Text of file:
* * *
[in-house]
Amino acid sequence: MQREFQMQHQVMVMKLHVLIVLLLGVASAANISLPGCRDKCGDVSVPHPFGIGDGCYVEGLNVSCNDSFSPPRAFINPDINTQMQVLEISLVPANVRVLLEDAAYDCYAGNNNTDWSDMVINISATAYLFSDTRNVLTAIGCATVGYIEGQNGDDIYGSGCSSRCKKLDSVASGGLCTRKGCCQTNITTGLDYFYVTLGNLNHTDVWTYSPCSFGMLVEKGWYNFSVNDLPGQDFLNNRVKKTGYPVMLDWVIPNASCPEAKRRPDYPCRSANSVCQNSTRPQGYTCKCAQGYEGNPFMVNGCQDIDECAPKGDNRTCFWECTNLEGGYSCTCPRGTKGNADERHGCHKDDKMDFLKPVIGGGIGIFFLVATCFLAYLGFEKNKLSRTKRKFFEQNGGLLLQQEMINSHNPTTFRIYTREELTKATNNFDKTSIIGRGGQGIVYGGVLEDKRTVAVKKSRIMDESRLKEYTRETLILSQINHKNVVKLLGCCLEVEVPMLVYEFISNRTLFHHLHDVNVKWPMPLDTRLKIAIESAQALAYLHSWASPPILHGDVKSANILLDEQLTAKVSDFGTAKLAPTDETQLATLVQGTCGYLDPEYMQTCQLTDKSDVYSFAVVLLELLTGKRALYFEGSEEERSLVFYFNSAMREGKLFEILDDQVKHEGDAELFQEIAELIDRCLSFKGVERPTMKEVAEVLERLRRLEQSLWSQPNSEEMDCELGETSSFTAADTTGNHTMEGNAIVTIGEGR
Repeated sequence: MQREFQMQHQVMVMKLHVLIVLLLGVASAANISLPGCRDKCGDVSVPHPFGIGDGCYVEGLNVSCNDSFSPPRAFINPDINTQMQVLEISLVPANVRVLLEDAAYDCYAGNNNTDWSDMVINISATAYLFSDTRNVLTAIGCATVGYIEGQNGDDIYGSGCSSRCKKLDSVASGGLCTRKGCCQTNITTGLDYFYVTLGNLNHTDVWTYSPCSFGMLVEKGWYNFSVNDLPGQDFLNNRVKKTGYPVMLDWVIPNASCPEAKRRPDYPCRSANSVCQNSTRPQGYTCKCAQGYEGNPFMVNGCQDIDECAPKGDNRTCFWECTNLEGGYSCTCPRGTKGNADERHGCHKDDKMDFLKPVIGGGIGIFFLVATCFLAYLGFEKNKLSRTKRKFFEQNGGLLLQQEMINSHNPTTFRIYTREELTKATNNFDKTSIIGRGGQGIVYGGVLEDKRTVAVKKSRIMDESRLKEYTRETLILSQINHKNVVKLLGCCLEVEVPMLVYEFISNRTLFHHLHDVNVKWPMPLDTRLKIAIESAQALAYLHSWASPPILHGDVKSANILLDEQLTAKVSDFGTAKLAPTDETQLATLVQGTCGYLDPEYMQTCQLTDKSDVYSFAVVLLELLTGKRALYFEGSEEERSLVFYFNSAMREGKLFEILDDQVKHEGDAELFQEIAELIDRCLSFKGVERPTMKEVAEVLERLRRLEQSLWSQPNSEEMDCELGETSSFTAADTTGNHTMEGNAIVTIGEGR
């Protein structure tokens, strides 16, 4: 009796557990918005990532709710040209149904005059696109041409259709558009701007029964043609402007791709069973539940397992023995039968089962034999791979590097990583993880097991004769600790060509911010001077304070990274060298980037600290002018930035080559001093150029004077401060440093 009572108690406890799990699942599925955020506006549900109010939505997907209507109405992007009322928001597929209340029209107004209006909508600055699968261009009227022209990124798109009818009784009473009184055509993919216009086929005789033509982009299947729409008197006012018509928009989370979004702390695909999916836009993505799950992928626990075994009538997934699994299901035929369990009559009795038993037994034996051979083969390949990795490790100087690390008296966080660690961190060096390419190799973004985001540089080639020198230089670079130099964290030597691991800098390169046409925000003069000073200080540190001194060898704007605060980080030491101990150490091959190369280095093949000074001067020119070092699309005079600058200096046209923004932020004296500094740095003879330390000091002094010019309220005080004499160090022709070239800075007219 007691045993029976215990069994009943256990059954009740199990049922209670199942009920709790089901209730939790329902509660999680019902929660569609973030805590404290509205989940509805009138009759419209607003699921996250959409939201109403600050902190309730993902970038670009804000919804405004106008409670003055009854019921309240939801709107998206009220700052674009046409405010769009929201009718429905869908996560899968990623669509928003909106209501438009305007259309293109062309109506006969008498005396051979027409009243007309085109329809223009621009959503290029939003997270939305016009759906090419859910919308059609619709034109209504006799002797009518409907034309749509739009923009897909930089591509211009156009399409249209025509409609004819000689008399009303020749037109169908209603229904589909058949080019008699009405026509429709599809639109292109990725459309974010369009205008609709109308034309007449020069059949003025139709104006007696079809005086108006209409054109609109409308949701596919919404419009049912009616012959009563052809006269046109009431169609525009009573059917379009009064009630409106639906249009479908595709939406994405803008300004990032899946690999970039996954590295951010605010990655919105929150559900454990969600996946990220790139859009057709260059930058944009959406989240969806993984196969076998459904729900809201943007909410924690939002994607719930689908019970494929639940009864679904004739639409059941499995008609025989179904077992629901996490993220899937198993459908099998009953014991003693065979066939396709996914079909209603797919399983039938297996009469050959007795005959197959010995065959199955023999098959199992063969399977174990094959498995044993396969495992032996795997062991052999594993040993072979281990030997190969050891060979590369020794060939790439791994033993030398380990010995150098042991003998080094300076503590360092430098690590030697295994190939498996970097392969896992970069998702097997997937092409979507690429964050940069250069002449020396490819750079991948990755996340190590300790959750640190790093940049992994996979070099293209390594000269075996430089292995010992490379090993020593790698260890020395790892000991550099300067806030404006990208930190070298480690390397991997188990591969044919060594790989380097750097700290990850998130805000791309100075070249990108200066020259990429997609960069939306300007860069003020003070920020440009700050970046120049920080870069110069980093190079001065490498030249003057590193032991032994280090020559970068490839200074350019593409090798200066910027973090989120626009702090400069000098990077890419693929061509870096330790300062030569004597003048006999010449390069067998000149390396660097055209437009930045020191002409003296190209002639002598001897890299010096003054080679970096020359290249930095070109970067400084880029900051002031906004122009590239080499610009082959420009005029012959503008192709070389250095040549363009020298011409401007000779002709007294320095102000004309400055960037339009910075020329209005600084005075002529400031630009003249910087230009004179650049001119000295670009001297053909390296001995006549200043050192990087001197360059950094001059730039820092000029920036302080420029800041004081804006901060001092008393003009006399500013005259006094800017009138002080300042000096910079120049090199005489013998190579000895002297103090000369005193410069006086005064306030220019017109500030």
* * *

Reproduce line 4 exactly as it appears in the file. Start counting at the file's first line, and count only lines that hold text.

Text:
């Protein structure tokens, strides 16, 4: 009796557990918005990532709710040209149904005059696109041409259709558009701007029964043609402007791709069973539940397992023995039968089962034999791979590097990583993880097991004769600790060509911010001077304070990274060298980037600290002018930035080559001093150029004077401060440093 009572108690406890799990699942599925955020506006549900109010939505997907209507109405992007009322928001597929209340029209107004209006909508600055699968261009009227022209990124798109009818009784009473009184055509993919216009086929005789033509982009299947729409008197006012018509928009989370979004702390695909999916836009993505799950992928626990075994009538997934699994299901035929369990009559009795038993037994034996051979083969390949990795490790100087690390008296966080660690961190060096390419190799973004985001540089080639020198230089670079130099964290030597691991800098390169046409925000003069000073200080540190001194060898704007605060980080030491101990150490091959190369280095093949000074001067020119070092699309005079600058200096046209923004932020004296500094740095003879330390000091002094010019309220005080004499160090022709070239800075007219 007691045993029976215990069994009943256990059954009740199990049922209670199942009920709790089901209730939790329902509660999680019902929660569609973030805590404290509205989940509805009138009759419209607003699921996250959409939201109403600050902190309730993902970038670009804000919804405004106008409670003055009854019921309240939801709107998206009220700052674009046409405010769009929201009718429905869908996560899968990623669509928003909106209501438009305007259309293109062309109506006969008498005396051979027409009243007309085109329809223009621009959503290029939003997270939305016009759906090419859910919308059609619709034109209504006799002797009518409907034309749509739009923009897909930089591509211009156009399409249209025509409609004819000689008399009303020749037109169908209603229904589909058949080019008699009405026509429709599809639109292109990725459309974010369009205008609709109308034309007449020069059949003025139709104006007696079809005086108006209409054109609109409308949701596919919404419009049912009616012959009563052809006269046109009431169609525009009573059917379009009064009630409106639906249009479908595709939406994405803008300004990032899946690999970039996954590295951010605010990655919105929150559900454990969600996946990220790139859009057709260059930058944009959406989240969806993984196969076998459904729900809201943007909410924690939002994607719930689908019970494929639940009864679904004739639409059941499995008609025989179904077992629901996490993220899937198993459908099998009953014991003693065979066939396709996914079909209603797919399983039938297996009469050959007795005959197959010995065959199955023999098959199992063969399977174990094959498995044993396969495992032996795997062991052999594993040993072979281990030997190969050891060979590369020794060939790439791994033993030398380990010995150098042991003998080094300076503590360092430098690590030697295994190939498996970097392969896992970069998702097997997937092409979507690429964050940069250069002449020396490819750079991948990755996340190590300790959750640190790093940049992994996979070099293209390594000269075996430089292995010992490379090993020593790698260890020395790892000991550099300067806030404006990208930190070298480690390397991997188990591969044919060594790989380097750097700290990850998130805000791309100075070249990108200066020259990429997609960069939306300007860069003020003070920020440009700050970046120049920080870069110069980093190079001065490498030249003057590193032991032994280090020559970068490839200074350019593409090798200066910027973090989120626009702090400069000098990077890419693929061509870096330790300062030569004597003048006999010449390069067998000149390396660097055209437009930045020191002409003296190209002639002598001897890299010096003054080679970096020359290249930095070109970067400084880029900051002031906004122009590239080499610009082959420009005029012959503008192709070389250095040549363009020298011409401007000779002709007294320095102000004309400055960037339009910075020329209005600084005075002529400031630009003249910087230009004179650049001119000295670009001297053909390296001995006549200043050192990087001197360059950094001059730039820092000029920036302080420029800041004081804006901060001092008393003009006399500013005259006094800017009138002080300042000096910079120049090199005489013998190579000895002297103090000369005193410069006086005064306030220019017109500030």